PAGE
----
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Modeling the marine extent of Northern Hemisphere ice sheets during the last glacial cycle

  • Chris Zweck (a1) and Philippe Huybrechts (a1)

Mechanisms that determine time-dependent changes of the marine ice margin in dynamic ice-sheet models are important but poorly understood. Here we derive an empirical formulation for changes in the marine extent when modelling the Northern Hemisphere ice sheets over the last glacial cycle in a three-dimensional thermomechanically coupled ice-sheet model. We assume that the strongest control on changes in marine extent is ice calving, and that the variable most crucial to calving is water depth. The empirical marine-extent relationship is tuned so that the major marine-retreat history of the Laurentide and Eurasian ice sheets is modelled accurately in time and space. We find that this empirical treatment relating marine extent to water depth is sufficient to reproduce the observations, and discuss the implications for the physics of marine margin changes and the dynamics of the Northern Hemisphere ice sheets since the Last Glacial Maximum.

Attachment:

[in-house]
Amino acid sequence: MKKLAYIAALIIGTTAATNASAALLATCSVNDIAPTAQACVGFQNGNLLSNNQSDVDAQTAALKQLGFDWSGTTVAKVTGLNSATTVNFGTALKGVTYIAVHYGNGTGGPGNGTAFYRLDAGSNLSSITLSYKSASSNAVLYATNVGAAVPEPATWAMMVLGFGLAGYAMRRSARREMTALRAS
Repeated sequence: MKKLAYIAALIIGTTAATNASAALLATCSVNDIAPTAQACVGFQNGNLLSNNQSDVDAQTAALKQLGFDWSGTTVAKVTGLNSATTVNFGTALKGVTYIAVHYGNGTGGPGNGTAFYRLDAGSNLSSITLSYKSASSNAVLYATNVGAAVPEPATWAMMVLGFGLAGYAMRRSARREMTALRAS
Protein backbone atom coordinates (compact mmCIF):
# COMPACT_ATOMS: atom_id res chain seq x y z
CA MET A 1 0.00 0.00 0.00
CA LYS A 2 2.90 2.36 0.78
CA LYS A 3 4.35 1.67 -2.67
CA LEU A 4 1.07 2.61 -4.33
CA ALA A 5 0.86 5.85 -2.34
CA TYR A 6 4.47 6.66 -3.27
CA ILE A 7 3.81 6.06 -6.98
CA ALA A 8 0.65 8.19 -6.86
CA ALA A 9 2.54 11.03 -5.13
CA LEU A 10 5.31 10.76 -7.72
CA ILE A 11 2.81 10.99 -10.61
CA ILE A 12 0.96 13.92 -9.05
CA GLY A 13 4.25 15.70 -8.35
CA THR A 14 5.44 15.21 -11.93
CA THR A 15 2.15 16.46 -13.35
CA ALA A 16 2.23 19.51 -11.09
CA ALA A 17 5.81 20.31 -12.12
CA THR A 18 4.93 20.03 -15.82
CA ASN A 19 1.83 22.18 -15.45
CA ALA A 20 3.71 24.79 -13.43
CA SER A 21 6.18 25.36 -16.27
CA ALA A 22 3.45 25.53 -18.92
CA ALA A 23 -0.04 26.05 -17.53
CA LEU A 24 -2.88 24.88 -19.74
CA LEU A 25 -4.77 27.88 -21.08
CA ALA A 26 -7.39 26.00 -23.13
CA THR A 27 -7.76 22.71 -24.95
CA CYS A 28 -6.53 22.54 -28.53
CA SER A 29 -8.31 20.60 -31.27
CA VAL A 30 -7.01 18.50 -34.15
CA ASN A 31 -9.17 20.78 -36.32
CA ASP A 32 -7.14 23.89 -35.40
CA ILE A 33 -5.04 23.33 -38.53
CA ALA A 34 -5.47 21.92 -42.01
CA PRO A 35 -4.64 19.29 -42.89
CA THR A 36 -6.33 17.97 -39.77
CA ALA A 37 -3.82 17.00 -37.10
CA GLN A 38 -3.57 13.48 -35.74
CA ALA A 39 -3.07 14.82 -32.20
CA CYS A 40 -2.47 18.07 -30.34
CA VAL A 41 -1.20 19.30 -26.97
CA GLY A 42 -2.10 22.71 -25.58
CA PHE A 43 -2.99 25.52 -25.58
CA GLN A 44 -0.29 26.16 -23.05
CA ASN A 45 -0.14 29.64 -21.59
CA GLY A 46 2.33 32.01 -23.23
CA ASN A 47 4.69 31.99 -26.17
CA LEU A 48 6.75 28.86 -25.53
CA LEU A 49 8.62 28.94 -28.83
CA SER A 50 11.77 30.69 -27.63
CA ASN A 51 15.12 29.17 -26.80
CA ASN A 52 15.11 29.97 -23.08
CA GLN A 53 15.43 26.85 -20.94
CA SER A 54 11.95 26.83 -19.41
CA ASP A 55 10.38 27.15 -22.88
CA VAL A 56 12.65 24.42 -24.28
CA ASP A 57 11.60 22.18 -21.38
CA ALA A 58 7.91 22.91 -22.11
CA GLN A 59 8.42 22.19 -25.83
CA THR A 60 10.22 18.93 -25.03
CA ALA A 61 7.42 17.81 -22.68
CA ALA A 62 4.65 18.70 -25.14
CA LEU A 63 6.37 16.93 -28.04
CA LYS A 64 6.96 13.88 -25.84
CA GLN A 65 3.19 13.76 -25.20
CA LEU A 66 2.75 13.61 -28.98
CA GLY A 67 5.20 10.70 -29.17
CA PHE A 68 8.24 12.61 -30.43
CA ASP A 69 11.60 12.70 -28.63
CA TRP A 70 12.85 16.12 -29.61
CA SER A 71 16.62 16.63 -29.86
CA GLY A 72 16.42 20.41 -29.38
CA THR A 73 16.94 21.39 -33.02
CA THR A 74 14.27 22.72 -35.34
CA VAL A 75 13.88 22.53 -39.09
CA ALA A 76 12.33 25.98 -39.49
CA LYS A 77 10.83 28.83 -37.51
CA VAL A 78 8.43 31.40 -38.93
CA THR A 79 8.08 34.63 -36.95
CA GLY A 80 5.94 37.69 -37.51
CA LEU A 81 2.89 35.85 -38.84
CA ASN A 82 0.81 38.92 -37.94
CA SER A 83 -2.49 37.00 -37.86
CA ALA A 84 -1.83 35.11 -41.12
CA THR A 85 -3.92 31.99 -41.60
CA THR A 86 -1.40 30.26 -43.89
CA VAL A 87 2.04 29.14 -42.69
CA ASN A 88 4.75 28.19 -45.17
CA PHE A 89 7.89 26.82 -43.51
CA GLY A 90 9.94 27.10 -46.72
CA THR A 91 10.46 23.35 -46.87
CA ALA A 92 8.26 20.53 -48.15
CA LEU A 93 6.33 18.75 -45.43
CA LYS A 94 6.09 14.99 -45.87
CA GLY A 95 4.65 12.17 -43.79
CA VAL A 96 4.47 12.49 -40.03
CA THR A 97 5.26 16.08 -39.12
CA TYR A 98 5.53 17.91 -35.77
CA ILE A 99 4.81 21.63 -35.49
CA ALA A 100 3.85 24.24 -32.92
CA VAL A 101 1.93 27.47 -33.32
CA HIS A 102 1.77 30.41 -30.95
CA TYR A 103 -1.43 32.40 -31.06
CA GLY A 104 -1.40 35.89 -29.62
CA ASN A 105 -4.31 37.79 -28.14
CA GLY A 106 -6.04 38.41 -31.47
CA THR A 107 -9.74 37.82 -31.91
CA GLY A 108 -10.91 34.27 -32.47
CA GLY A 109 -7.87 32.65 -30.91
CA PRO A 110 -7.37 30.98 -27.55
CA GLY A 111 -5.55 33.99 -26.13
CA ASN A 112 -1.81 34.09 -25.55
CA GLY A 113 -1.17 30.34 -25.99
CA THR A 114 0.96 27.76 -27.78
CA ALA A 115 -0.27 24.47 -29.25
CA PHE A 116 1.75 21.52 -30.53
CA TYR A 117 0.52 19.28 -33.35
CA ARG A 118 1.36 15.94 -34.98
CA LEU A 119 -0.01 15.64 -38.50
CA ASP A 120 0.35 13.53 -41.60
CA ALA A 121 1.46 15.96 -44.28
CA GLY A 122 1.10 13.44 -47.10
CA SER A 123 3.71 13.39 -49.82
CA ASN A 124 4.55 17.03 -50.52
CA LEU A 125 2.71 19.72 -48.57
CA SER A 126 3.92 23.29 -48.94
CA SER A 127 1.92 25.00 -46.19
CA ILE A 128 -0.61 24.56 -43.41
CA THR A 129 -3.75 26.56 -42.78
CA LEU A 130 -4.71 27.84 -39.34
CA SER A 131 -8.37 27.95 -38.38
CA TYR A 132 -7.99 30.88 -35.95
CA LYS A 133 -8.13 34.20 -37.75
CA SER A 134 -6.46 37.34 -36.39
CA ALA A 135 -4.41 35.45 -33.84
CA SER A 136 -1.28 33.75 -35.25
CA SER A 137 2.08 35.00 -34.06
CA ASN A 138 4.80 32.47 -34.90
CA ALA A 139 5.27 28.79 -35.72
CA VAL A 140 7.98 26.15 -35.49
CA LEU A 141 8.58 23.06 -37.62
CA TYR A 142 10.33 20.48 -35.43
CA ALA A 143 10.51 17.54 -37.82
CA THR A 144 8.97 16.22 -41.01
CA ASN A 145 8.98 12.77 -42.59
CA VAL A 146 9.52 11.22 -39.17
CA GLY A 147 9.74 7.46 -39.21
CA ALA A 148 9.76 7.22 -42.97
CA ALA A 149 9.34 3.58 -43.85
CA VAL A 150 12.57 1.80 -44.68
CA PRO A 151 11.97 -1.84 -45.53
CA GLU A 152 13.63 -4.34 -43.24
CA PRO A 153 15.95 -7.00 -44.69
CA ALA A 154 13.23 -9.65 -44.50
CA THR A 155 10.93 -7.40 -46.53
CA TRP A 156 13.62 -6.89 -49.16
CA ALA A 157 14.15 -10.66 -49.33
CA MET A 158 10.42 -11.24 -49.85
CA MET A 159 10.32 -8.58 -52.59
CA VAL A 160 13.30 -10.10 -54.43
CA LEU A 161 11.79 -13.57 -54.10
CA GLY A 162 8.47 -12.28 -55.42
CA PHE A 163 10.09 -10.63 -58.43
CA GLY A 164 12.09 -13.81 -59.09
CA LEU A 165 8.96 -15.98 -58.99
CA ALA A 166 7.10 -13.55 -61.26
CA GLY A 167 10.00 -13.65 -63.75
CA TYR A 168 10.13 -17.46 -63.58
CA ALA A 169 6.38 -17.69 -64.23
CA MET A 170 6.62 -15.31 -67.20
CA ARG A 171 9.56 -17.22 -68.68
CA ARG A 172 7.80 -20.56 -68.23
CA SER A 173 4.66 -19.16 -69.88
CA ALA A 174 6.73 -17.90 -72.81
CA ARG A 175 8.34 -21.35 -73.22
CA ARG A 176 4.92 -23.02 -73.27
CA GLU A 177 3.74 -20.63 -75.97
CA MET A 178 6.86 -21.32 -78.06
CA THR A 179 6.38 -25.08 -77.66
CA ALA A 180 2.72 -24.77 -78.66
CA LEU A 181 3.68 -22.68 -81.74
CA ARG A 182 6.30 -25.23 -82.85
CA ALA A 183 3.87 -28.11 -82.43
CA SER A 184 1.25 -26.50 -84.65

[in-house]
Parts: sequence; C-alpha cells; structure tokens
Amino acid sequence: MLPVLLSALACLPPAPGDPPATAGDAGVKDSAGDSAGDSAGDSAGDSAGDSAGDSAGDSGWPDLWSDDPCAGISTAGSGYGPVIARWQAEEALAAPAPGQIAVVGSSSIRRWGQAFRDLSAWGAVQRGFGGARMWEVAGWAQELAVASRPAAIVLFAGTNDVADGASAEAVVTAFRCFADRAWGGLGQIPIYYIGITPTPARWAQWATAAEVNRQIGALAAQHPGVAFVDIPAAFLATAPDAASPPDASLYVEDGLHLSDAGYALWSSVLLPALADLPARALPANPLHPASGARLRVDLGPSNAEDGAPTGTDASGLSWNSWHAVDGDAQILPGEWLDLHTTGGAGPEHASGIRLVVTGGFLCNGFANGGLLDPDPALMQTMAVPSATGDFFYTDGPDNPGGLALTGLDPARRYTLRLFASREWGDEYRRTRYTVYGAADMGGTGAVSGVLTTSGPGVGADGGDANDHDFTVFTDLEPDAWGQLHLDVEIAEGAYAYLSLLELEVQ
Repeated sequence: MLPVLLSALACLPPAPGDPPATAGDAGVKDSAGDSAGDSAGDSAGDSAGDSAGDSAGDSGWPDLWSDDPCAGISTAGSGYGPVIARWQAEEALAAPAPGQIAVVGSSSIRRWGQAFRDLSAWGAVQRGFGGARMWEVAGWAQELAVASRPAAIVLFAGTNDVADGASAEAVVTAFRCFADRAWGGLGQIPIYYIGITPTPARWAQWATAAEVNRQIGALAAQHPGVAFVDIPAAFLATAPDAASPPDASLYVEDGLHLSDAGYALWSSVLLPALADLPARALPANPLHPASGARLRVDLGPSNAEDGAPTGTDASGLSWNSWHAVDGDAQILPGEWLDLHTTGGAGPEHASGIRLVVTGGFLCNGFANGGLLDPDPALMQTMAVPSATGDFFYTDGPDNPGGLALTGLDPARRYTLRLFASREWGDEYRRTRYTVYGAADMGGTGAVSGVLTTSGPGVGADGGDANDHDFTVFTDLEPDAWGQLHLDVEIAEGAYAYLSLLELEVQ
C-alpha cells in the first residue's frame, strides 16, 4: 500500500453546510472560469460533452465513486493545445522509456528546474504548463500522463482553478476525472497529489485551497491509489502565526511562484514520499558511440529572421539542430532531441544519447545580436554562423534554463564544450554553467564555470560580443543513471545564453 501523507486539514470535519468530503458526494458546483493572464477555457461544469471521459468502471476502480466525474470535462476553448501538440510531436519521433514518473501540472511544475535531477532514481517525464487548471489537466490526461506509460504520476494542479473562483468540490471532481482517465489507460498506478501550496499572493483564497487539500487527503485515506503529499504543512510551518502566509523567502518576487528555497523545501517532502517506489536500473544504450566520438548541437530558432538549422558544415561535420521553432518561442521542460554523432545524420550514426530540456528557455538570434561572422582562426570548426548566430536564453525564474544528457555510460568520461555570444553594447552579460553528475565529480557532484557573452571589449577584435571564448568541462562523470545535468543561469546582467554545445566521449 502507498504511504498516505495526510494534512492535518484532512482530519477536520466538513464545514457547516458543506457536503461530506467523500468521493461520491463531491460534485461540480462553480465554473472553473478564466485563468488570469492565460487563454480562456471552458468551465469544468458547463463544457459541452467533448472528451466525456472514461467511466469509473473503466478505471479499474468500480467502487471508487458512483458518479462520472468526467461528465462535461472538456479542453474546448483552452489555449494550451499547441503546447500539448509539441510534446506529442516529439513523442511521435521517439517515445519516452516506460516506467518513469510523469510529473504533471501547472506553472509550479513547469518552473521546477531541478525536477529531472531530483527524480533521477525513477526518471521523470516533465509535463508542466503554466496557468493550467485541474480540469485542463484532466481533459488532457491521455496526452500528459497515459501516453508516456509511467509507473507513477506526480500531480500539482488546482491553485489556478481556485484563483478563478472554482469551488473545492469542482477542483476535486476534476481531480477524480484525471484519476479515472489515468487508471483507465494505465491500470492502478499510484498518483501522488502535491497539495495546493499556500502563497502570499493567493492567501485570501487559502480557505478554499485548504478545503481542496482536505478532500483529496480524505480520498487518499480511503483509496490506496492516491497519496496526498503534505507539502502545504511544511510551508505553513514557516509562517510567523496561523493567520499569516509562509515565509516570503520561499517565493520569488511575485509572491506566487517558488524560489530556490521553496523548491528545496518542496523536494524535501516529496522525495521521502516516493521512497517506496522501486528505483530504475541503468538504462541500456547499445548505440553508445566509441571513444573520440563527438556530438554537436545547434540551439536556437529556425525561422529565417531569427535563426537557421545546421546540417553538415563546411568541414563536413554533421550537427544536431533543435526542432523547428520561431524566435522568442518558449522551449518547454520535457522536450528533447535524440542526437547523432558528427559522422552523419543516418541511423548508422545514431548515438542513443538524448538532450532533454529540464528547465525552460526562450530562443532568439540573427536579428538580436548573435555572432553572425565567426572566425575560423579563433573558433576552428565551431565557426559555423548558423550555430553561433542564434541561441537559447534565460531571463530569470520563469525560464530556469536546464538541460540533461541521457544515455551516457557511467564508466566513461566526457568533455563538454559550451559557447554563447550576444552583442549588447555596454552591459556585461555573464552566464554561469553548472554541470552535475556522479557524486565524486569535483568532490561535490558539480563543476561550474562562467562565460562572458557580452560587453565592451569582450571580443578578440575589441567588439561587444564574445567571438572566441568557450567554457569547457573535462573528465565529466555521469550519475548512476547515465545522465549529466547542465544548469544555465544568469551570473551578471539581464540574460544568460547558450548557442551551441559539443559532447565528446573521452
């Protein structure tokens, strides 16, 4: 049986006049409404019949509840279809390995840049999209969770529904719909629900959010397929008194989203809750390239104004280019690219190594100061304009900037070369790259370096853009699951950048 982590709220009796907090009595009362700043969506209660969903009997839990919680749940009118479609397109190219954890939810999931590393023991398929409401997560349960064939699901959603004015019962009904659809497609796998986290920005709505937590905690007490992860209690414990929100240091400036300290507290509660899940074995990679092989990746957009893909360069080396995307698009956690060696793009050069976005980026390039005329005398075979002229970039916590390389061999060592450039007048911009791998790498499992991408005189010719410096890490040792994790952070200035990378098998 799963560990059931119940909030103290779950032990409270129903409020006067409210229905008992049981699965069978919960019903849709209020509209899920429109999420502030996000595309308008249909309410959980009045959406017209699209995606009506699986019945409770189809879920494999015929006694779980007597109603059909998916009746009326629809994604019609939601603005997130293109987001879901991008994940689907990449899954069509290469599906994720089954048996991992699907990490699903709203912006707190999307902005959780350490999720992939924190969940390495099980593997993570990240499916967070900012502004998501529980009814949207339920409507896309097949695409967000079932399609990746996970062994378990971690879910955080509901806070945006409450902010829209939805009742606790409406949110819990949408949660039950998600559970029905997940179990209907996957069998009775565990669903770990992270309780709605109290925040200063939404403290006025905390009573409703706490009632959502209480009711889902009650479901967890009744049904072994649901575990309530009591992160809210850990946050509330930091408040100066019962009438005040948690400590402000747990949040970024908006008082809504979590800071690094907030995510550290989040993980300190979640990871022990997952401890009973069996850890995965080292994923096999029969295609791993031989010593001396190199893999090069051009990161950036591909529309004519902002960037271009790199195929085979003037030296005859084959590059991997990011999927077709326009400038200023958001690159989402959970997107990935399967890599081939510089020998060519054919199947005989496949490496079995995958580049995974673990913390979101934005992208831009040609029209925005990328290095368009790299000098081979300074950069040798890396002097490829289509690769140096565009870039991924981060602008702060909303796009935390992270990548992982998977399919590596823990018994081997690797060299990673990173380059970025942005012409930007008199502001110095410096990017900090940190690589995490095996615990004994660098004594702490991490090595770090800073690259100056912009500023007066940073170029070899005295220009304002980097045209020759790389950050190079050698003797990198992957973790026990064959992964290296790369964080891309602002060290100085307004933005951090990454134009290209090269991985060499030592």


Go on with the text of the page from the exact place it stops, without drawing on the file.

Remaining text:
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Annals of Glaciology
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